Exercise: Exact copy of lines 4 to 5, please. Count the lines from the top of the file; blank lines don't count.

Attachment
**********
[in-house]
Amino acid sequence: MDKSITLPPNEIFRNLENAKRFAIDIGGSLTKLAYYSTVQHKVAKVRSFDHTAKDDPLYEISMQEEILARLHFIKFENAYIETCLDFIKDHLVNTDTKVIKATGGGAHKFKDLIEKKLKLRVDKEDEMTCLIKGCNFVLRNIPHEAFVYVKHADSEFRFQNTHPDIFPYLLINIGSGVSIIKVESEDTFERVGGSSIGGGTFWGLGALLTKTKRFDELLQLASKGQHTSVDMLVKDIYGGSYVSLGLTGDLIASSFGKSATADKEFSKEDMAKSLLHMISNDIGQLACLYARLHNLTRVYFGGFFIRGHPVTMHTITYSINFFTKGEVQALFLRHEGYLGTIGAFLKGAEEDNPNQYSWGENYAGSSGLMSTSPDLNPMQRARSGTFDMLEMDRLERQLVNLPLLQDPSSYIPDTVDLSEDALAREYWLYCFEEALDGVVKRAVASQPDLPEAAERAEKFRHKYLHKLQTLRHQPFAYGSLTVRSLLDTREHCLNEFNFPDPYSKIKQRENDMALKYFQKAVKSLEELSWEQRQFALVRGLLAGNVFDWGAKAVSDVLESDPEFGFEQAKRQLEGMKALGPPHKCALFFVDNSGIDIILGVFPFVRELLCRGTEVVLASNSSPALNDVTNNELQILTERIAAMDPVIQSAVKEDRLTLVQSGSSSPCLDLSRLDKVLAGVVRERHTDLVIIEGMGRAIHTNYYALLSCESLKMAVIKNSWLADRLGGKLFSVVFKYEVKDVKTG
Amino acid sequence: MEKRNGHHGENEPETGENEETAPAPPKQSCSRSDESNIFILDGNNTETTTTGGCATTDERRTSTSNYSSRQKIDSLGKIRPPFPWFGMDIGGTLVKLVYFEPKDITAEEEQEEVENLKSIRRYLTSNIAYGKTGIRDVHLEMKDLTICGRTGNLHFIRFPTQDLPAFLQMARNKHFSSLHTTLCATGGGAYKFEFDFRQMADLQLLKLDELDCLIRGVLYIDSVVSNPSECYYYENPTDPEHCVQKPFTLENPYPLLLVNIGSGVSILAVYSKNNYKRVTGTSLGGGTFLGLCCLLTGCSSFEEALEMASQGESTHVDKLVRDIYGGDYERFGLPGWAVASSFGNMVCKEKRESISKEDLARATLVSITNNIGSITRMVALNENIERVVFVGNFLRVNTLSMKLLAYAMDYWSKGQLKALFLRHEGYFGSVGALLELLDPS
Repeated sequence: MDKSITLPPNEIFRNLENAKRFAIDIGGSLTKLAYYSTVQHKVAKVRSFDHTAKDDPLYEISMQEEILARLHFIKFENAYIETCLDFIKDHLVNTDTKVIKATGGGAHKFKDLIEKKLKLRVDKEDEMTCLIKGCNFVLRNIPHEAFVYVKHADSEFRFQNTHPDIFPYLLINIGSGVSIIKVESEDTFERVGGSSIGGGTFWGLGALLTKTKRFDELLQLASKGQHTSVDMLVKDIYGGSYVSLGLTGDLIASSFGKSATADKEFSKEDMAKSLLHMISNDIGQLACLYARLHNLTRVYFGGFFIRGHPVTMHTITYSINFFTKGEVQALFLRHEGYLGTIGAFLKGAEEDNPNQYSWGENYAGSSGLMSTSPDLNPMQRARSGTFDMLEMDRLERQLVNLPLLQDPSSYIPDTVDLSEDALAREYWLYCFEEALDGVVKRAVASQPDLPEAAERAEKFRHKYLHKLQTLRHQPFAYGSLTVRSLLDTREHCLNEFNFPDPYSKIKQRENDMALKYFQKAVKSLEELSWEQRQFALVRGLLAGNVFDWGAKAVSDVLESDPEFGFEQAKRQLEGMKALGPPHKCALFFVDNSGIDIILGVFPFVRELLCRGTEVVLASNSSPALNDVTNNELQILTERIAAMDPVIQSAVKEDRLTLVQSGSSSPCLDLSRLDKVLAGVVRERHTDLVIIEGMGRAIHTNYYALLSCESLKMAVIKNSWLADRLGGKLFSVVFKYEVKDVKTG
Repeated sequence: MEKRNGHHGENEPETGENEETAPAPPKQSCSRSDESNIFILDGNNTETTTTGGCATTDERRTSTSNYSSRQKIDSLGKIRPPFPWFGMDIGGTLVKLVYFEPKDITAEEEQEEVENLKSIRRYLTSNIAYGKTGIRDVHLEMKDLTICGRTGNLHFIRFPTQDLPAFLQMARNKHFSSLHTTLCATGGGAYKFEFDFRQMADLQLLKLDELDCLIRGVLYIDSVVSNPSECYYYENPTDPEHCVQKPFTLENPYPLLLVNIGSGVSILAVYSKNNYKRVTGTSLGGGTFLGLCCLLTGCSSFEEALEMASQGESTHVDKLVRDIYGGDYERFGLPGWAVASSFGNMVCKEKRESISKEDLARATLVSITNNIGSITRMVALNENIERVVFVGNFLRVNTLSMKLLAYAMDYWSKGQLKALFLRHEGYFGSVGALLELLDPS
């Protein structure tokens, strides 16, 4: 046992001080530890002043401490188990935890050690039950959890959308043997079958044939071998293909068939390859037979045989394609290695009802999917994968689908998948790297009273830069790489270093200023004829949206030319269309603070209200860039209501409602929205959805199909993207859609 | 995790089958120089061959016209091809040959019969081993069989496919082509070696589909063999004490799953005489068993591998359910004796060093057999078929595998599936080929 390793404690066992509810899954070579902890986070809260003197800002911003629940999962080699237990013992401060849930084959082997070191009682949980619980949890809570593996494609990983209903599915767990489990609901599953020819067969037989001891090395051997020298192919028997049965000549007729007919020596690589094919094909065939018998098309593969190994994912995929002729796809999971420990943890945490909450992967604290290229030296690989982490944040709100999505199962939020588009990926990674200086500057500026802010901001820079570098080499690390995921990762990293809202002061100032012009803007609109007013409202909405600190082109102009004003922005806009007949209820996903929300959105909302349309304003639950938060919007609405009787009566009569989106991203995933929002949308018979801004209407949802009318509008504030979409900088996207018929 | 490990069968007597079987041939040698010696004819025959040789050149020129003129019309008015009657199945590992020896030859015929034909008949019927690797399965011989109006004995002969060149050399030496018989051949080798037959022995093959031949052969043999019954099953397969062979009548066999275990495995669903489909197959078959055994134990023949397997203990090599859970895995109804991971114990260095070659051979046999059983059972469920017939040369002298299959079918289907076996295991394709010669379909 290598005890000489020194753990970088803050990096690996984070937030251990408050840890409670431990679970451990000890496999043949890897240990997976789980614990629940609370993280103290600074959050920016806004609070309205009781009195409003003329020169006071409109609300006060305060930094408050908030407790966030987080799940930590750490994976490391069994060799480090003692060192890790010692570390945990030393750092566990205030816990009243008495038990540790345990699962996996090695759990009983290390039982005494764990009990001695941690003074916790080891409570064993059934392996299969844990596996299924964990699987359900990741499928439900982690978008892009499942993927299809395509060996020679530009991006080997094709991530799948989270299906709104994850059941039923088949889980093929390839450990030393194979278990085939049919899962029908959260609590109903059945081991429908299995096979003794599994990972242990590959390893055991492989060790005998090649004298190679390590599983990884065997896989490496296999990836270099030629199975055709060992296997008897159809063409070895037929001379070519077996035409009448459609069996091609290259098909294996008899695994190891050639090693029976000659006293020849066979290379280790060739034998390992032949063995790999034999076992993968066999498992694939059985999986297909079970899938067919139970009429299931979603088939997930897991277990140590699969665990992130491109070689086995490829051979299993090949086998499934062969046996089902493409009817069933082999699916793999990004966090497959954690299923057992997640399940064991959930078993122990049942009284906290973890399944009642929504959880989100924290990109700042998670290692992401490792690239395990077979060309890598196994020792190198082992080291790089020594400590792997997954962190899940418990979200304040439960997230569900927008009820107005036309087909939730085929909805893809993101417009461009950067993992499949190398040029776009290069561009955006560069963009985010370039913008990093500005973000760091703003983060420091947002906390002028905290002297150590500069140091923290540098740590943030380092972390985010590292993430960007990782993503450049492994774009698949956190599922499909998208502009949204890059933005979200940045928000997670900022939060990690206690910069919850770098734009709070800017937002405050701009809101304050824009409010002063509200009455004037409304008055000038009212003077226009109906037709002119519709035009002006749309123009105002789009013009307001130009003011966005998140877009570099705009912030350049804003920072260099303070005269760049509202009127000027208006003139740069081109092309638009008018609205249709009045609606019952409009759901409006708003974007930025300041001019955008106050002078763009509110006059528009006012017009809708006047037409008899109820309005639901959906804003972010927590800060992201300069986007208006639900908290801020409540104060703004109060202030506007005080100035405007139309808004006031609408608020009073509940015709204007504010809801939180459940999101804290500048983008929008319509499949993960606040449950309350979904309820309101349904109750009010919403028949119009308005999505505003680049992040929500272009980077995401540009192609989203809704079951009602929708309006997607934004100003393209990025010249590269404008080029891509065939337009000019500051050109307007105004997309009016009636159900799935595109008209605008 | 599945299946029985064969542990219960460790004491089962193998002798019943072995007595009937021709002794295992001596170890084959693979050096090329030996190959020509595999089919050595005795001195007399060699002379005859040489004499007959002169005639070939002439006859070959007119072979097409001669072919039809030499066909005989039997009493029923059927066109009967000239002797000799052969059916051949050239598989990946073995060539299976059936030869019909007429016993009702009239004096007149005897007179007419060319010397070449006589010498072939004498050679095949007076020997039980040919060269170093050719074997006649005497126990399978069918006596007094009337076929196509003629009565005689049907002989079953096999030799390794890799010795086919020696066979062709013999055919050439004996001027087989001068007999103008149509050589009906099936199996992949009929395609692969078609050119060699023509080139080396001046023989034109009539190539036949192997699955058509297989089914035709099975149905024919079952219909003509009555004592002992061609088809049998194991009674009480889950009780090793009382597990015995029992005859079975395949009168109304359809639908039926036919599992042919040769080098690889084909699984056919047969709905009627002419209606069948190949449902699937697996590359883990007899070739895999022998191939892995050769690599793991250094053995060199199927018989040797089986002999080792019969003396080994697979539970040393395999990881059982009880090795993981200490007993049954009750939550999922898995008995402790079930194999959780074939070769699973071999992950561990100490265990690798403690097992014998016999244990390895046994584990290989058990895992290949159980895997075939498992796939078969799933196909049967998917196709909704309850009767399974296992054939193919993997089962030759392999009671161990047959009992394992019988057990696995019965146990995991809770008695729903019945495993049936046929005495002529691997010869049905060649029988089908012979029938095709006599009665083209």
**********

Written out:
Repeated sequence: MDKSITLPPNEIFRNLENAKRFAIDIGGSLTKLAYYSTVQHKVAKVRSFDHTAKDDPLYEISMQEEILARLHFIKFENAYIETCLDFIKDHLVNTDTKVIKATGGGAHKFKDLIEKKLKLRVDKEDEMTCLIKGCNFVLRNIPHEAFVYVKHADSEFRFQNTHPDIFPYLLINIGSGVSIIKVESEDTFERVGGSSIGGGTFWGLGALLTKTKRFDELLQLASKGQHTSVDMLVKDIYGGSYVSLGLTGDLIASSFGKSATADKEFSKEDMAKSLLHMISNDIGQLACLYARLHNLTRVYFGGFFIRGHPVTMHTITYSINFFTKGEVQALFLRHEGYLGTIGAFLKGAEEDNPNQYSWGENYAGSSGLMSTSPDLNPMQRARSGTFDMLEMDRLERQLVNLPLLQDPSSYIPDTVDLSEDALAREYWLYCFEEALDGVVKRAVASQPDLPEAAERAEKFRHKYLHKLQTLRHQPFAYGSLTVRSLLDTREHCLNEFNFPDPYSKIKQRENDMALKYFQKAVKSLEELSWEQRQFALVRGLLAGNVFDWGAKAVSDVLESDPEFGFEQAKRQLEGMKALGPPHKCALFFVDNSGIDIILGVFPFVRELLCRGTEVVLASNSSPALNDVTNNELQILTERIAAMDPVIQSAVKEDRLTLVQSGSSSPCLDLSRLDKVLAGVVRERHTDLVIIEGMGRAIHTNYYALLSCESLKMAVIKNSWLADRLGGKLFSVVFKYEVKDVKTG
Repeated sequence: MEKRNGHHGENEPETGENEETAPAPPKQSCSRSDESNIFILDGNNTETTTTGGCATTDERRTSTSNYSSRQKIDSLGKIRPPFPWFGMDIGGTLVKLVYFEPKDITAEEEQEEVENLKSIRRYLTSNIAYGKTGIRDVHLEMKDLTICGRTGNLHFIRFPTQDLPAFLQMARNKHFSSLHTTLCATGGGAYKFEFDFRQMADLQLLKLDELDCLIRGVLYIDSVVSNPSECYYYENPTDPEHCVQKPFTLENPYPLLLVNIGSGVSILAVYSKNNYKRVTGTSLGGGTFLGLCCLLTGCSSFEEALEMASQGESTHVDKLVRDIYGGDYERFGLPGWAVASSFGNMVCKEKRESISKEDLARATLVSITNNIGSITRMVALNENIERVVFVGNFLRVNTLSMKLLAYAMDYWSKGQLKALFLRHEGYFGSVGALLELLDPS